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By the book: How Utah police manuals can give law enforcement the upper hand in use-of-force investigations

A white pickup truck that crashed into Princess Alterations, 3339 S. State, in South Salt Lake is pictured on Monday April 8, 2019. The driver of the pickup, who was suspected of committing two robberies and who apparently opened fire outside the Sheraton Hotel in downtown Salt Lake City earlier Monday, died after leading police on a chase that ended in a crash and a hail of bullets. Scott G Winterton, Deseret News

The following story was written and researched by Eric S. Peterson and Ria Agarwal of The Utah Investigative Journalism Project in partnership with the Deseret News.

SALT LAKE CITY — On TV there seems to be two kinds of cops — the rogue cop who plays by his own rules and the “by the book” colleague always hamstrung by following those pesky policies and procedures.

But as critics point out, real police going “by the book” have plenty of advantages written into their policies and procedures.

The Utah Investigative Journalism Project reviewed manuals for police departments in Salt Lake City, West Valley City, Sandy, South Jordan, West Jordan, Orem, Provo, Layton, Ogden and St. George. Five departments allow officers who are involved in shootings to review recordings or body camera footage before giving their statement of what happened.

Departments such as Sandy and West Valley City allow officers to use batons in life-threatening situations against targets’ heads, throats, kidneys and groins. The Orem Police Department manual allows the use of the “carotid control hold” in life-threatening situations and with appropriate training — the same type of hold used against George Floyd in Minneapolis that led to his death, igniting weeks of nationwide protest, outrage and unrest.

Salt Lake police officers involved in a shooting have a unique veto power. When another officer arrives on the scene, they are encouraged to draft a “public safety statement” — the first report on a critical use-of force incident documenting the number of shots fired, the direction they were fired, witnesses present and the location of evidence.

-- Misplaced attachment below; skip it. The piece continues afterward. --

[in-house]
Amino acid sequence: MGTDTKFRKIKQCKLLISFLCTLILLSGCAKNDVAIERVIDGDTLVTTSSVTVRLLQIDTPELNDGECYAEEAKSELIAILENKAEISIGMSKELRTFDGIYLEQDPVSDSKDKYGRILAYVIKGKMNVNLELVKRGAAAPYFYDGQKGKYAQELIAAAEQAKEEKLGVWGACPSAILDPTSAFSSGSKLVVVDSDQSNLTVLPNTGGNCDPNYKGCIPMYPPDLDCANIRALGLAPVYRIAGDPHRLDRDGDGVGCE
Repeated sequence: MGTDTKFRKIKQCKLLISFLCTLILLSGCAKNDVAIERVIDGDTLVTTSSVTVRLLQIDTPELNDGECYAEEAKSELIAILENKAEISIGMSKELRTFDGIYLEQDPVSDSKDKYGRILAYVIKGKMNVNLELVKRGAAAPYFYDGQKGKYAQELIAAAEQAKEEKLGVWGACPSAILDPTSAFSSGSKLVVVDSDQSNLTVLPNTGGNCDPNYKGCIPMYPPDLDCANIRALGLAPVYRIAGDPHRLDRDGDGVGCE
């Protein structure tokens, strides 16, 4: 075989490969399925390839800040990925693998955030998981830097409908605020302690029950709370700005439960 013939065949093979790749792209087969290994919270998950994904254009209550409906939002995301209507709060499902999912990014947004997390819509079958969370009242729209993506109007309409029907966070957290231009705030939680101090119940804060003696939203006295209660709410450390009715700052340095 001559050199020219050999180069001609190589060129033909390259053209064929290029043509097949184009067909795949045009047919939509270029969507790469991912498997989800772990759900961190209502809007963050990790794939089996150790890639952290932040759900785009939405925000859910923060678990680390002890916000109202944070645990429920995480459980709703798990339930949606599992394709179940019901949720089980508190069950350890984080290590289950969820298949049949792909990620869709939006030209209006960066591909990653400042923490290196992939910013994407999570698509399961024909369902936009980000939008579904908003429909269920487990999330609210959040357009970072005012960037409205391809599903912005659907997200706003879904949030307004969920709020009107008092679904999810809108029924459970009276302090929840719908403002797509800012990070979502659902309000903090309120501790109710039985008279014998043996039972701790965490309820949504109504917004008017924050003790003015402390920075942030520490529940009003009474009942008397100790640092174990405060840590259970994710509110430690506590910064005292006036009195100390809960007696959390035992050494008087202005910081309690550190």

However, according to the Salt Lake police manual: “It is not a requirement to record the public safety statement, and at the request of the involved officer, it will not be recorded,” giving the officer who used potentially deadly force the ability to veto the official recording of a crucial initial report of the scene of the incident.

Critical thinking

These “officer-involved critical incidents” as they are called have been at the focal point of weeks of protest — set off nationally by the brutal death of Floyd and recently brought home to Utah by the officer-involved shooting death of Bernardo Palacios-Carbajal.

Salt Lake County District Attorney Sim Gill recently released his decision that the shooting of Palacios, who fled from police and was observed stopping multiple times during the chase to pick up a gun, was legally justified. Hours after announcing the conclusion, the district attorney’s office drew protesters’ ire — windows were smashed and the building splashed with red paint symbolic of the blood protesters said is on Gill’s hands.

Gill is bothered by the property damage, but he’s much more troubled about the feelings of hurt in the community. He says historic forces that “by design” disenfranchised poor people and communities of color for generations have caused police to have to respond to the crises caused by long-standing public policy failures. Fixing those problems goes further than focusing just on police and prosecutors.

“Police brutality and criminal justice reform is the tip of the spear,” Gill said. “And I understand why the protesters are out there and why they’re focusing on that — it is an indictment of our criminal justice system. But if you focus only on that, then you’re losing the power of this moment.”

While Gill must decide whether to prosecute officers involved in shootings, he also acknowledges state law affects what he can realistically charge. He also admits that privileges afforded to officers in their contracts with the cities they work for can also complicate his investigations.

Gill says allowing police officers to review body camera footage before giving a statement often only opens themselves to the criticism of “tainted” testimony. He’s asked officers not to do it, but they still have the option, and he makes sure to note in his reports when officers do review their body camera video prior to giving a statement.

Spokespersons for multiple departments all agreed that reviewing body camera footage is helpful to officers who have just undergone a traumatic encounter, risked their lives and perhaps had to take the life of a dangerous individual. Such an experience affects the memory of an incident, said St. George police spokeswoman Tiffany Atkin.

“These events get jumbled,” Atkin said. “So, when you’re testifying in court, you want to be able to give events in the correct order.”

Salt Lake police detective Greg Wilking says reviewing recordings isn’t about “covering anything up,” but about making sure officers’ accounts are accurate so they won’t be accused of lying if they have to testify on the stand.